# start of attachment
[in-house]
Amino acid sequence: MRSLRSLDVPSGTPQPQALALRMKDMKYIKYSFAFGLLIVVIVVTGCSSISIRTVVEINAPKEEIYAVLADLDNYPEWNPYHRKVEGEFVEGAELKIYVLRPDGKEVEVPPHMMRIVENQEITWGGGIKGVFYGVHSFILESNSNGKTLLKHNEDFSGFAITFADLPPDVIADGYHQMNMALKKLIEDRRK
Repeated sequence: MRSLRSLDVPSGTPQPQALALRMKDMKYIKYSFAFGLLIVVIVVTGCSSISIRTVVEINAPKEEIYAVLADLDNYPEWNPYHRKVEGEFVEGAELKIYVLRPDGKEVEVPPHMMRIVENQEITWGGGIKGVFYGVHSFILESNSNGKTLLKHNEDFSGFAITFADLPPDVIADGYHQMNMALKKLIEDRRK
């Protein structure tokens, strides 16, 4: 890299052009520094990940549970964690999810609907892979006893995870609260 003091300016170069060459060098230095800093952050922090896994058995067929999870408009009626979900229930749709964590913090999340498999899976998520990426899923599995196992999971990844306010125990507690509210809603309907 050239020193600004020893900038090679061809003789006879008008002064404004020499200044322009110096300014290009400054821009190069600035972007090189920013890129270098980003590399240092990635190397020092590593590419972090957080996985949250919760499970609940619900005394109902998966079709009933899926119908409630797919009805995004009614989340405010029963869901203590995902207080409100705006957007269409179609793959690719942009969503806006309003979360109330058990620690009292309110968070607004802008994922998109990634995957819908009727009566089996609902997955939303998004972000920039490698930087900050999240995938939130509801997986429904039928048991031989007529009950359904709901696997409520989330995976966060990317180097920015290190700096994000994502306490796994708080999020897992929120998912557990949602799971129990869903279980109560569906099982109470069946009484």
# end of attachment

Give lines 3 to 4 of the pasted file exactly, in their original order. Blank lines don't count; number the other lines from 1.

Repeated sequence: MRSLRSLDVPSGTPQPQALALRMKDMKYIKYSFAFGLLIVVIVVTGCSSISIRTVVEINAPKEEIYAVLADLDNYPEWNPYHRKVEGEFVEGAELKIYVLRPDGKEVEVPPHMMRIVENQEITWGGGIKGVFYGVHSFILESNSNGKTLLKHNEDFSGFAITFADLPPDVIADGYHQMNMALKKLIEDRRK
């Protein structure tokens, strides 16, 4: 890299052009520094990940549970964690999810609907892979006893995870609260 003091300016170069060459060098230095800093952050922090896994058995067929999870408009009626979900229930749709964590913090999340498999899976998520990426899923599995196992999971990844306010125990507690509210809603309907 050239020193600004020893900038090679061809003789006879008008002064404004020499200044322009110096300014290009400054821009190069600035972007090189920013890129270098980003590399240092990635190397020092590593590419972090957080996985949250919760499970609940619900005394109902998966079709009933899926119908409630797919009805995004009614989340405010029963869901203590995902207080409100705006957007269409179609793959690719942009969503806006309003979360109330058990620690009292309110968070607004802008994922998109990634995957819908009727009566089996609902997955939303998004972000920039490698930087900050999240995938939130509801997986429904039928048991031989007529009950359904709901696997409520989330995976966060990317180097920015290190700096994000994502306490796994708080999020897992929120998912557990949602799971129990869903279980109560569906099982109470069946009484």